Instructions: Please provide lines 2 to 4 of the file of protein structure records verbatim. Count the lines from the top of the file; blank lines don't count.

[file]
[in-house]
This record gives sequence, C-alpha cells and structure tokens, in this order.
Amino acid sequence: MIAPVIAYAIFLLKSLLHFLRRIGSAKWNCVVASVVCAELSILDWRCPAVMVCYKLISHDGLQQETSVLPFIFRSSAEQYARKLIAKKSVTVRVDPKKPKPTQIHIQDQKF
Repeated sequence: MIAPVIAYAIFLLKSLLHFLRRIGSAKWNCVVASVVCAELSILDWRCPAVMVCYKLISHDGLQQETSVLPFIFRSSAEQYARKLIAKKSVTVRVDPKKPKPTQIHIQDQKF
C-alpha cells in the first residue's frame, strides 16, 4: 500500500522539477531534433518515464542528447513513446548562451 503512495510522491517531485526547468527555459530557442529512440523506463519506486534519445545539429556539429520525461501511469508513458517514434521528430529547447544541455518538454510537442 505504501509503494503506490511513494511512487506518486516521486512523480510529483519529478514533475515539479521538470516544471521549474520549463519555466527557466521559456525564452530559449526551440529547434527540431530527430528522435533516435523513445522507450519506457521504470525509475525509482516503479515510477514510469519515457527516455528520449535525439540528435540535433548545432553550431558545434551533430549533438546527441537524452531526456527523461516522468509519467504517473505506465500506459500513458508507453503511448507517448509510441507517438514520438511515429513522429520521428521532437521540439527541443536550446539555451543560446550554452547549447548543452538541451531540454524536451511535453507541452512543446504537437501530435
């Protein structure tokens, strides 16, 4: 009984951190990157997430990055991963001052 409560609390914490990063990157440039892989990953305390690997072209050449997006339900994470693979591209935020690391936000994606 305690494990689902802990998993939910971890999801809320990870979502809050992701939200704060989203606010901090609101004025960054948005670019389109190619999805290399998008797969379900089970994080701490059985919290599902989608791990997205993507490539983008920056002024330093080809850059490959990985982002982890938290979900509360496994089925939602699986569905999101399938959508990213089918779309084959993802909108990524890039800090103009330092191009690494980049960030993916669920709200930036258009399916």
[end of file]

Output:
This record gives sequence, C-alpha cells and structure tokens, in this order.
Amino acid sequence: MIAPVIAYAIFLLKSLLHFLRRIGSAKWNCVVASVVCAELSILDWRCPAVMVCYKLISHDGLQQETSVLPFIFRSSAEQYARKLIAKKSVTVRVDPKKPKPTQIHIQDQKF
Repeated sequence: MIAPVIAYAIFLLKSLLHFLRRIGSAKWNCVVASVVCAELSILDWRCPAVMVCYKLISHDGLQQETSVLPFIFRSSAEQYARKLIAKKSVTVRVDPKKPKPTQIHIQDQKF